Author

Bill Fay
Staff Writer

Bill Fay is a journalism veteran with a nearly four-decade career in reporting and writing for daily newspapers, magazines and public officials. His focus at Debt.org is on frugal living, veterans' finances, retirement and tax advice. Bill can be reached at bfay@debt.org.

In debt? We can help!

  • Amount
  • Type
  • Contact

How much do you owe?

What can we help you with today?

Related Articles

Bag of Payday Loan Money Exchanging Hands

Payday Loan Alternative a Good (Or Risky) Thing?

If you’re one of the millions of Americans for whom payday can’t come soon enough, technology is catching up with your dreams. Uber, McDonald’s and Outback Steakhouse are among a growing number of employers that are offering workers an on-demand ...

Continue Reading
American families are having trouble with understanding finance

Financial Literacy a Tough Test for Most Americans

The latest trends in spending and debt indicate that America already has forgotten any lessons we might have learned when the bubble burst on the U.S. economy in 2008. The reputable and renowned Pew Charitable Trust says that 80% of American adults are in ...

Continue Reading
Prepaid Reloadable Card Card

GPR Cards An Alternative To Banks, Credit Cards

If you like the convenience of a credit card, but lack discipline and overspend when using one, a general purpose reloadable (GPR) card could be the way to stabilize your finances. GPR cards, more commonly referred to as pre-paid credit cards, are safer ...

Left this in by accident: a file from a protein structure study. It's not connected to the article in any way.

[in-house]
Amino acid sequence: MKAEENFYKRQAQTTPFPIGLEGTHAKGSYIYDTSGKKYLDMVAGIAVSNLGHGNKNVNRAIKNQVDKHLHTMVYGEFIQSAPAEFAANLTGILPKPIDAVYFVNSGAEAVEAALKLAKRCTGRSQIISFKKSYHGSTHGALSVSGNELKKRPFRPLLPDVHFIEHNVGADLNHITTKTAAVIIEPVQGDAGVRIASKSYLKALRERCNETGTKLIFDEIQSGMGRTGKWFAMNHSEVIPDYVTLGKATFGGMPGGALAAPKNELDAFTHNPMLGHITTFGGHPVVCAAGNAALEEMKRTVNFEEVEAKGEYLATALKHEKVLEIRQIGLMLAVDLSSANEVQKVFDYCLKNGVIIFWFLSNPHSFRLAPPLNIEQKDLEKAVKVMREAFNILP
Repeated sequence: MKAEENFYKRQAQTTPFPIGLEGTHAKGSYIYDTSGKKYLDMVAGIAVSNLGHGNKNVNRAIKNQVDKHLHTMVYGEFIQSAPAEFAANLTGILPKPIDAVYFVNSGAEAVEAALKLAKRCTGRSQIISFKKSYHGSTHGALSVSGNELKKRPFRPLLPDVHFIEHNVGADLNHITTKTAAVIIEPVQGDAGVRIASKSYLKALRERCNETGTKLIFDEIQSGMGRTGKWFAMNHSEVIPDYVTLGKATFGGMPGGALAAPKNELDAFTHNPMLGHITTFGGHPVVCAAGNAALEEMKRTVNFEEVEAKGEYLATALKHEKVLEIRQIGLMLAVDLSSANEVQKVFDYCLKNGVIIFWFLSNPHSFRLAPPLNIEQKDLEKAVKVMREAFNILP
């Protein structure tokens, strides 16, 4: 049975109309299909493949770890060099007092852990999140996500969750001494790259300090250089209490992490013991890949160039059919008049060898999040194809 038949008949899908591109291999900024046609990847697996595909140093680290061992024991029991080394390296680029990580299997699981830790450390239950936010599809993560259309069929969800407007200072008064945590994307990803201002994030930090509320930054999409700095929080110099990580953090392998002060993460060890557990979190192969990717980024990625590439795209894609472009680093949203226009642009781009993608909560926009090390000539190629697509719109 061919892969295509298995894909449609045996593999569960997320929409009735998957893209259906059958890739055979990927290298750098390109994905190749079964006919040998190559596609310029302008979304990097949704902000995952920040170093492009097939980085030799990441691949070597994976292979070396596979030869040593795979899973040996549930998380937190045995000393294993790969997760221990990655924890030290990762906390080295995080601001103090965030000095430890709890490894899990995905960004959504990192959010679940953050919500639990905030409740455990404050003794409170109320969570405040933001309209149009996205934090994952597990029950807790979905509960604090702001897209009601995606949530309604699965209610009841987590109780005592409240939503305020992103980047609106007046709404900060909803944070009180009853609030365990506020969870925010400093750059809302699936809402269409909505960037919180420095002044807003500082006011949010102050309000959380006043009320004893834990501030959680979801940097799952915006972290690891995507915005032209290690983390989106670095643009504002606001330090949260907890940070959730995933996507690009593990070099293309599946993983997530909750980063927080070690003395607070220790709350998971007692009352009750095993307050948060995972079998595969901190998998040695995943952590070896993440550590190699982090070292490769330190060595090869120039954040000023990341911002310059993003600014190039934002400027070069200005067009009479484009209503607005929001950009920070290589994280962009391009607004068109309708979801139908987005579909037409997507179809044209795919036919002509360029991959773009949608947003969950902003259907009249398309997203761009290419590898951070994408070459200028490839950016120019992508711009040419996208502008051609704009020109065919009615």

Continue Reading
Tips for banking and their new rules

How Credit Unions And Banks Are “Gamifying” Savings

Nobody wants to play games with their investment dollars, but what if the game was rigged so you couldn’t lose? Credit unions in five states have come up with a savings account – remember them? – that includes a chance to win monthly, quarterly and ...

Continue Reading
Man Filing Papers For Bankruptcy

3 Reasons To File For Bankruptcy

There aren’t many words in the English language less understood and more avoided than bankruptcy. “There definitely is a stigma attached to it,” Jeff Badgley said. “When people hear it, they get really uncomfortable.” Badgley sees the ...

Continue Reading
Couple Stressed out over Finances

Most Americans Still Stressed Over Money

If money is causing stress and anxiety in your house, take it easy. You’ve got company. The same thing is happening in the house next door. And the one across the street. And just about every other home in your neighborhood. The American Psychological ...

Continue Reading
Save money while helping the planet

Save Some Money While Saving The Planet

Most people know their financial footprint in the world, but probably couldn’t tell you their carbon footprint on the planet. Earth Day celebrations, which happen every year on April 22, remind us that we are responsible for keeping the planet clean, ...

Continue Reading
Bonus Money

What Would You Do With Millions In Bonus Money?

Imagine for a moment, what would happen if the general manager for your company walked in today and announced that 32 lucky employees would be selected to receive millions of dollars in bonuses. Bedlam, right? Uncontrollable excitement. People so wired ...

Continue Reading
Get Help Now

Overwhelmed with debt? You have options for lower monthly payments!

x